From Greymouth, we headed further south to Hokitika at the mouth of the Hokitika river. Another township founded due to gold mining, it is famous now for its jade, with multiple shops catering to this market. South of here, we drove to the newly opened tree top walk. Having gone on one in Victoria, Australia, we went there with high expectations. We were mainly disappointed with the exorbitant entry price, but something just seemed lacking compared to the one in Australia that we had done the year before. Having said that, it was a nice viewpoint east towards the Southern Alps. To the east of Hokitika towards the mountains, was the Hokitika Gorge. Here, the river is fed from the glaciers and mountains above, and on a sunny day, the waters are a deep aquamarine. Unfortunately, after days of heavy rain, the river resembled more of a milk bath, with immense quantities of silt having been washed downstream. It was still a great sight, but I can only imagine how beautiful it would look in all its glory.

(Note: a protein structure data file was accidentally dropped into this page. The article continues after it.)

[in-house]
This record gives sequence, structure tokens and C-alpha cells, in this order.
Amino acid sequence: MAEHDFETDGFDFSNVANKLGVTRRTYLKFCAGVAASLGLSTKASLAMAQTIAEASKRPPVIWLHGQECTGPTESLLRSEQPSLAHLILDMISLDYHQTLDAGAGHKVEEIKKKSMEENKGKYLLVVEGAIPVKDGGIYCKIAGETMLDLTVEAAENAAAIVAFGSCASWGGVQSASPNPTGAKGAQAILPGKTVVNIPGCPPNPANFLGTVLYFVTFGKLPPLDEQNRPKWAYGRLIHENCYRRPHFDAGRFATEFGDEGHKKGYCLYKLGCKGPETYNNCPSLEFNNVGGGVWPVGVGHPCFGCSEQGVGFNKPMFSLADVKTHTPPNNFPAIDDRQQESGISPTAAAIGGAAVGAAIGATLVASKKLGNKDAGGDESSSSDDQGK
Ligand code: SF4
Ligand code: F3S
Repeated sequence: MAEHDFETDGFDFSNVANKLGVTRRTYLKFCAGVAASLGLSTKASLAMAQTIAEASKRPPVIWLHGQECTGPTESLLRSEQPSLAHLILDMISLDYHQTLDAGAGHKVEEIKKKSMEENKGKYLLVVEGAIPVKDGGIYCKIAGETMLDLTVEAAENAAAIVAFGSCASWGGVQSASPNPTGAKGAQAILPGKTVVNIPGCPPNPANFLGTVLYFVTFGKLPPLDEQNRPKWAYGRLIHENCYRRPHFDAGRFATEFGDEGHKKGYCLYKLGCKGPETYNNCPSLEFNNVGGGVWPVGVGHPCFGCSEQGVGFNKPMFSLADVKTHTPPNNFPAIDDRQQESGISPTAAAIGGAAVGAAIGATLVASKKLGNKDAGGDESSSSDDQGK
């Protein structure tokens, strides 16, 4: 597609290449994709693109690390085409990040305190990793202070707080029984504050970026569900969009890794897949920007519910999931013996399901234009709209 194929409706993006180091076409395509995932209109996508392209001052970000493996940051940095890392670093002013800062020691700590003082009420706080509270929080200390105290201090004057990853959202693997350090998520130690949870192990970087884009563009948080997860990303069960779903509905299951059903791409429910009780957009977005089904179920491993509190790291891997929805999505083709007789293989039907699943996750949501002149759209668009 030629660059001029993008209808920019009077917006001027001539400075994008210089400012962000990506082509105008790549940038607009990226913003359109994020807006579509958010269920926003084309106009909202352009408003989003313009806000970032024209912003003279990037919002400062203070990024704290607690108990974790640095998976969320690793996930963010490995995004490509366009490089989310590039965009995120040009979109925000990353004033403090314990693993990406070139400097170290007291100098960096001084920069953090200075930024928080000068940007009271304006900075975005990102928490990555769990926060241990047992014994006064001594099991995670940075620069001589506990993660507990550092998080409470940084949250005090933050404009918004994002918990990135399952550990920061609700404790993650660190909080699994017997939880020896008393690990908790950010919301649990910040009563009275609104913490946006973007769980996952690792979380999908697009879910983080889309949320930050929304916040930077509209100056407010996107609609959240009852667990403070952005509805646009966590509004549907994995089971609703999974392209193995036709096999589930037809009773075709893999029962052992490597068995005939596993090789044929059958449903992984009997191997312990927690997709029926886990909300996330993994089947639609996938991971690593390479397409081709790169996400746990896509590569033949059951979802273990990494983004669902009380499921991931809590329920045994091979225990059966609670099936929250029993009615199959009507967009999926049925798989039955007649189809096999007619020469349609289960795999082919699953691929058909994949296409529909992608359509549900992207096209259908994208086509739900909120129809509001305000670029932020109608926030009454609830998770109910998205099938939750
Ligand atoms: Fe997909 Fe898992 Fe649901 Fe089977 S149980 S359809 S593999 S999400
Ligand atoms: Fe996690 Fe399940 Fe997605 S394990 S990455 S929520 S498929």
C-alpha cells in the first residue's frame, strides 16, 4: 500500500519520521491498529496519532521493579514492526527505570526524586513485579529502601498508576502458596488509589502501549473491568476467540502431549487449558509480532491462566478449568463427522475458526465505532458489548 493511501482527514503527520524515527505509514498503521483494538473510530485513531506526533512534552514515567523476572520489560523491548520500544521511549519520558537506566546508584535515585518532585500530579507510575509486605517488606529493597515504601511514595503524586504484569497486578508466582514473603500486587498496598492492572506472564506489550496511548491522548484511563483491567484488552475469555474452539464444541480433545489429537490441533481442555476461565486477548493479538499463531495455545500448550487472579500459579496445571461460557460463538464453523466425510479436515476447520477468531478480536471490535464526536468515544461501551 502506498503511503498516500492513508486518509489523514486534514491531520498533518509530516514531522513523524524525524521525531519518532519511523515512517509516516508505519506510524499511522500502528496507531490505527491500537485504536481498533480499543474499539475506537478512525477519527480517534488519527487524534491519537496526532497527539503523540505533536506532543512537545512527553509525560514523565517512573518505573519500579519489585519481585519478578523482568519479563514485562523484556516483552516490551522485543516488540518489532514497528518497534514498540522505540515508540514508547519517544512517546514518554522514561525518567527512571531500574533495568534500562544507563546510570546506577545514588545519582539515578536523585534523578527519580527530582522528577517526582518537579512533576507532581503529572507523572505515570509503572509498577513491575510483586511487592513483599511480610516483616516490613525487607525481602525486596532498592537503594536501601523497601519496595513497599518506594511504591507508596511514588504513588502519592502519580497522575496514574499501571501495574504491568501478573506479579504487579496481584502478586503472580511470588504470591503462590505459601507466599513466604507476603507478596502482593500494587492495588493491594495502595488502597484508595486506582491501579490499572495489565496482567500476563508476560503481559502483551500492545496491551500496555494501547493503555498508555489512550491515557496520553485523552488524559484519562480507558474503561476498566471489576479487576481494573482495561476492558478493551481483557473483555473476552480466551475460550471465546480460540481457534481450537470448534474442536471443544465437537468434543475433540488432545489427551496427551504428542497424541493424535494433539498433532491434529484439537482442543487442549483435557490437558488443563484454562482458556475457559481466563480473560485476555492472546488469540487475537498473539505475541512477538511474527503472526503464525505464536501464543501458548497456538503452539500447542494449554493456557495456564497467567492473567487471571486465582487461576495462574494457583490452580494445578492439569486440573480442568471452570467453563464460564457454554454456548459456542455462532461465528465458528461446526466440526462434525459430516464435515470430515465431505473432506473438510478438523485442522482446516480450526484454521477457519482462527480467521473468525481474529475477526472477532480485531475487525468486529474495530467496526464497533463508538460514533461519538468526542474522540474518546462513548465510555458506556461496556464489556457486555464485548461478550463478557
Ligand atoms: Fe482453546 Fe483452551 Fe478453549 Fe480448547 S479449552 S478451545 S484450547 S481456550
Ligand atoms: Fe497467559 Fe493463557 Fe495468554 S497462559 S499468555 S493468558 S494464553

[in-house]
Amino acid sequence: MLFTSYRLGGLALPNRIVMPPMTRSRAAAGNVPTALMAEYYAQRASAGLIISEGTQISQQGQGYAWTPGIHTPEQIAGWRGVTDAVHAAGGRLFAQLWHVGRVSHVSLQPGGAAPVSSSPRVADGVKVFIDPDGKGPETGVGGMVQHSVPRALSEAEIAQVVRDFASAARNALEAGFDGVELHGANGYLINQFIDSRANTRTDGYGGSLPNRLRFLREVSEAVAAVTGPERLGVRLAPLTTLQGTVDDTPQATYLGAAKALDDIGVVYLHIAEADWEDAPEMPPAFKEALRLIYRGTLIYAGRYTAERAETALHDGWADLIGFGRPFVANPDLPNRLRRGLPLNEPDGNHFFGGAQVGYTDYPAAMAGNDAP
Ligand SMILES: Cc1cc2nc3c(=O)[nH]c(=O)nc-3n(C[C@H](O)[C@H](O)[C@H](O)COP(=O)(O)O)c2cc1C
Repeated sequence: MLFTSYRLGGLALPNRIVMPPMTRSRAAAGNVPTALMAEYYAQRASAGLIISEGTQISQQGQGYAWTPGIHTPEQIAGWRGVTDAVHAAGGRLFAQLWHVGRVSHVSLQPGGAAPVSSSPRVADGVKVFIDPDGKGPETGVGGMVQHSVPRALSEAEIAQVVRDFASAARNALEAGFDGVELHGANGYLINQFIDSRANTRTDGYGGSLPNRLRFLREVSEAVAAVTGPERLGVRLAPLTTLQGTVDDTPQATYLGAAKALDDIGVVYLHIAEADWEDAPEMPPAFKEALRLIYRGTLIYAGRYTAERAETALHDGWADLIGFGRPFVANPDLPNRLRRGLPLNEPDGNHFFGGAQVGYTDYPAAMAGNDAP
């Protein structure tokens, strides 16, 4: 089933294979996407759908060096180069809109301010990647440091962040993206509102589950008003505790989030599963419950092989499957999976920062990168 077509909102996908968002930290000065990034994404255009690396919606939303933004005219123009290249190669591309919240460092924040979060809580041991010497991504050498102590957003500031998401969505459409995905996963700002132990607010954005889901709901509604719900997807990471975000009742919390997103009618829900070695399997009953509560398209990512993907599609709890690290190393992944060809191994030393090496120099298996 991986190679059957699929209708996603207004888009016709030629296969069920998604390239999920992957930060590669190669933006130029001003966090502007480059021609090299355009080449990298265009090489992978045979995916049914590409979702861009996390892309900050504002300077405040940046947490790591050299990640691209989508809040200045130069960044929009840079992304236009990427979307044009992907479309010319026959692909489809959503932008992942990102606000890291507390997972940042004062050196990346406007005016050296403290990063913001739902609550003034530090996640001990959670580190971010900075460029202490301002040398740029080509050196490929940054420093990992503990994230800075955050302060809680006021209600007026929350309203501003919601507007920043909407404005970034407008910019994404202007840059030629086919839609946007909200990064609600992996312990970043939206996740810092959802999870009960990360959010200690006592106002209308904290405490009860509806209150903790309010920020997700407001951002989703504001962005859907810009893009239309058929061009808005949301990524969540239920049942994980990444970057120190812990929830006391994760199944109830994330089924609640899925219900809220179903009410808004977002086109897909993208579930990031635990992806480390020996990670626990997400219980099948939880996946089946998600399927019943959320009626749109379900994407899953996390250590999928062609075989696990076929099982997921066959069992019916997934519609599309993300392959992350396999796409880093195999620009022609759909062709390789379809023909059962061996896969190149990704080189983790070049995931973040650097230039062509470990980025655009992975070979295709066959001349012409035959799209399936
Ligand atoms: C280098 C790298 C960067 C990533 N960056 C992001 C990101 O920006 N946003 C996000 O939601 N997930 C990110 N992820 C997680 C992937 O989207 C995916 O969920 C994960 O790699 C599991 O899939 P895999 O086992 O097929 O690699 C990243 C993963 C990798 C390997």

After nearly 18 months in this country, I have explored so much. However, there is still so much to see. Milford and Doubtful Sounds are two big draws that have so far eluded me, mainly due to their distance and relative inaccessibility. Also due to time and planning constraints, I am yet to hike any of the Great Walks, something which I hope to rectify over the next few summers. The lesser-visited island of Stewart Island is also a place I long to visit too. My New Zealand adventures are a work in progress…